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Finding Friends Fur Life

posted Apr 16, 2014, 6:09 PM by Unknown user   [ updated May 15, 2014, 8:35 AM by Unknown user ]

Rachell Resnik

As an animal lover, I was more than willing to donate time during my spring break to volunteer at the Hancock County Humane Society. Little did I know, the process of volunteering is actually quite complicated.

My original plan was to assist at the Humane Society the week of spring break in whatever way possible. I arrived on a Monday morning ready to work, but soon realized there was a complicated process I had to go through before I could work with the animals.

The woman at the counter instructed me to fill out a volunteer application, and explained that I would need to attend a 3-hour class the following Wednesday afternoon, and after that, I would start training to become a volunteer.

In a moment of confusion after the lengthy instruction, I explained to her that I was writing an article for my school newspaper, and conveniently, I was on spring break this week. In other words, I was on a time crunch. She had me write a note to the woman in charge of volunteering to explain my situation, and she said she would contact me as soon as possible. At this point, volunteering at the Humane Society seemed out of the picture for me.

Luckily, though, when Tuesday afternoon rolled around I received a call from the Humane Society. They gave me two options: play with the cats, or shadow a volunteer who works with the dogs. I chose the more hands-on approach to play with the cats, my favorite animal. Over the phone, I excitedly signed up to volunteer for an hour on Wednesday and Friday.

I have two cats of my own and I was fairly confident walking into the Humane Society Wednesday morning. After signing in and taking a name tag, a volunteer walked me to the cat kennels. She then explained how to open the kennel, pick up the cat, and walk the animal to a room down the hall filled with cat trees and toys; it seemed easy enough.

The first cat I decided to play with was a black cat named Tex. Tex was super friendly and excited to go to the playroom. As soon as I placed Tex in the playroom, he began climbing and jumping from tree to tree. I let him play around before I decided to try my hand at interacting with him. After giving him a few treats, I began to brush and pet Tex’s fur. After 15 minutes, I took Tex back and decided to play with the two noisy kittens in the back cage.

Since the two kittens were together in the cage, they could enter the playroom together. The little black kitten was named Pegasus, and the striped one was named Wilbur. The boys were really hyper and played non-stop with a piece of string and a plush fish. Then, I gave them a rest and got out a beautiful, bengal-type cat named Tressa.

Tressa wasn’t up for playing, but she enjoyed using the cat-scratching post. After quite some time brushing her, I put her back in

her cage and decided to get out a gray cat named Baby.

Baby’s description read, “A sweet girl with a bit of a diva attitude,” so I knew I had met my match. Baby was eager to get out of her cage and loved jumping around in the playroom. I gave her a treat and began to pet the top of her head.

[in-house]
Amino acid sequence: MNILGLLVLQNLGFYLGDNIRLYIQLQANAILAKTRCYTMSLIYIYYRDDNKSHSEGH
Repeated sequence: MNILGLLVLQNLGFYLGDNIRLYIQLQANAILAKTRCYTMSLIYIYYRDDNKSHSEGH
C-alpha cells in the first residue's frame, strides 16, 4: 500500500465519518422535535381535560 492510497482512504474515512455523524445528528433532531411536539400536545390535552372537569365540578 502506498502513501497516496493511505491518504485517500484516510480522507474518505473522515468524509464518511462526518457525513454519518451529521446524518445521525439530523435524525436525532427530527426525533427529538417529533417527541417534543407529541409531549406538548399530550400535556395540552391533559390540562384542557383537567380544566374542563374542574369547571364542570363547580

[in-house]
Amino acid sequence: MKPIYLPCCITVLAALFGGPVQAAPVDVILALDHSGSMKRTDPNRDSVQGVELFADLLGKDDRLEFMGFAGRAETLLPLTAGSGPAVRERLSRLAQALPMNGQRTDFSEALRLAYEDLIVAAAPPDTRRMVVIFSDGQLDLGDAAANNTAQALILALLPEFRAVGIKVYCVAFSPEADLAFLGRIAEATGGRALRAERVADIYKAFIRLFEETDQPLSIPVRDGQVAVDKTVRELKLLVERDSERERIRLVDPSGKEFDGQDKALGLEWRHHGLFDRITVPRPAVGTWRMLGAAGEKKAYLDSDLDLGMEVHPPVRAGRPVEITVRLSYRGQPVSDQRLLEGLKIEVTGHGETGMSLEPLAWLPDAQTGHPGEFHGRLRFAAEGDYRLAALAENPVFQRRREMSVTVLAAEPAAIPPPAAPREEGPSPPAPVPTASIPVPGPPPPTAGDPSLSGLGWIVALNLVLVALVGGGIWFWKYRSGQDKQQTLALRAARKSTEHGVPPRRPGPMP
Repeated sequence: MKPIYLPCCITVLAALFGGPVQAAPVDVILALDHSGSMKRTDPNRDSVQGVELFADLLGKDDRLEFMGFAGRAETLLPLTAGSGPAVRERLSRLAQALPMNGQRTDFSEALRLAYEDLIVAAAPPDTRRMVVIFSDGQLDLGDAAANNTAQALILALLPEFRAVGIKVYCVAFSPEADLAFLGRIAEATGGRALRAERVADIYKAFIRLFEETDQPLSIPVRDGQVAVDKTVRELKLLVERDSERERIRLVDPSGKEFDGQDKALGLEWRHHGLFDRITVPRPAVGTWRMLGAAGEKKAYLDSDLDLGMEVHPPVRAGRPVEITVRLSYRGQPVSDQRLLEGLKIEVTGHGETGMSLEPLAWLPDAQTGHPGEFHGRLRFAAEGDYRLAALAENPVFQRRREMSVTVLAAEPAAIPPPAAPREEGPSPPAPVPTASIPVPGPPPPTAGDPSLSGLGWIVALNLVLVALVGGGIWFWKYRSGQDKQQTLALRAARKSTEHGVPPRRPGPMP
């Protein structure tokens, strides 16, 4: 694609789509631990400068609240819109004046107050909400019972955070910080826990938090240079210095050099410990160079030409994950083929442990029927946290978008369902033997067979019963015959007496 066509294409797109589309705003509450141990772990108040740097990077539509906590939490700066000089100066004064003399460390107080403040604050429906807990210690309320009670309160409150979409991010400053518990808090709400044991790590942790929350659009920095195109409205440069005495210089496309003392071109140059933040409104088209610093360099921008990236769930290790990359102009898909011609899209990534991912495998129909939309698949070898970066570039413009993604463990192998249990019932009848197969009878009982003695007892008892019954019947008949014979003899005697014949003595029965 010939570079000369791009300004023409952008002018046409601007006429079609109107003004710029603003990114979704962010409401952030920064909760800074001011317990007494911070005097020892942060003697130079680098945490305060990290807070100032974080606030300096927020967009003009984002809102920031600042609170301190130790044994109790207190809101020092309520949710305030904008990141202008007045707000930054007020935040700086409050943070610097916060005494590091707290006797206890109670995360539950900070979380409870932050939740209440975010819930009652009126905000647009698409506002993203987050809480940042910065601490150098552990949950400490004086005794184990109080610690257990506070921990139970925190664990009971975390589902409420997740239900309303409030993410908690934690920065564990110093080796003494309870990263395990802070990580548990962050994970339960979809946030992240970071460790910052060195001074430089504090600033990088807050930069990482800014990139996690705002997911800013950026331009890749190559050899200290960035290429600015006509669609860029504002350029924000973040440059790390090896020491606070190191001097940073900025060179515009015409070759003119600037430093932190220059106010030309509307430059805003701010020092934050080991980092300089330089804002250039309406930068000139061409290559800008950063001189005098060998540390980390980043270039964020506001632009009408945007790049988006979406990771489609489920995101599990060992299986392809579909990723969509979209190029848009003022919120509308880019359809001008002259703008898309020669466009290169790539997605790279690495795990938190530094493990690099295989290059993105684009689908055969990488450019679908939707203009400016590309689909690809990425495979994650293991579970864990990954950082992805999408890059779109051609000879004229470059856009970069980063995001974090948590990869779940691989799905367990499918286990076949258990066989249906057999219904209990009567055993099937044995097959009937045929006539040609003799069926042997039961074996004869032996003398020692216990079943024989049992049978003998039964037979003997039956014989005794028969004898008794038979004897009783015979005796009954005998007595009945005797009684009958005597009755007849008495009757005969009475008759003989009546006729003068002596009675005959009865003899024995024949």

I sensed that she could smell the other cats on my hand, because she didn’t purr, but I decided to pet under her chin, which is something my own cats enjoy. This resulted in her hissing loudly and biting me. As her front teeth sank into my skin, I yanked my hand away in shock. I looked down to a see blood ooze out from a dot on my hand. I’m used to the playful bites from my cats, but I could tell Baby did not like being pet under her chin. I felt a ping of sadness wash over me. Then it dawned on me that I was now alone in a room with a cat who doesn’t like me, and I had to figure out some way to get her back in the cage.

I began feeding her treats, and she knew that I was eventually going to pick her up and return her to her cage. She ran around the room hiding in the different cat trees, but I finally lured her out, grabbed her, and fast-walked her back to her cage. Just as I set her in the cage, she let out an angry growl. I shut the cage quickly and decided I had enough cat

action for the day.

When I returned on Friday, I played with the same cats again (minus Baby). I also had the opportunity to meet two new cats that were just rescued from the streets. The woman in charge explained to me that the Humane Society recently had a successful adoption spree of cats, but the cages fill up quickly. After returning my final cat to his cage, I gave all the cats a pet on the head goodbye...all except Baby, of course. I thanked the volunteers and drove home.

Volunteering at the Humane Society, even for just two hours, was a very rewarding experience. A lot of animals enjoy human interaction and being able to move around outside of their cage. I also got to see the reality of animal shelters; these animals come in faster than they move out. I would encourage anyone interested in having a pet or a love of animals to go to the shelters and adopt one of the animals in there. For more information about adoptable animals and volunteering, check out this website.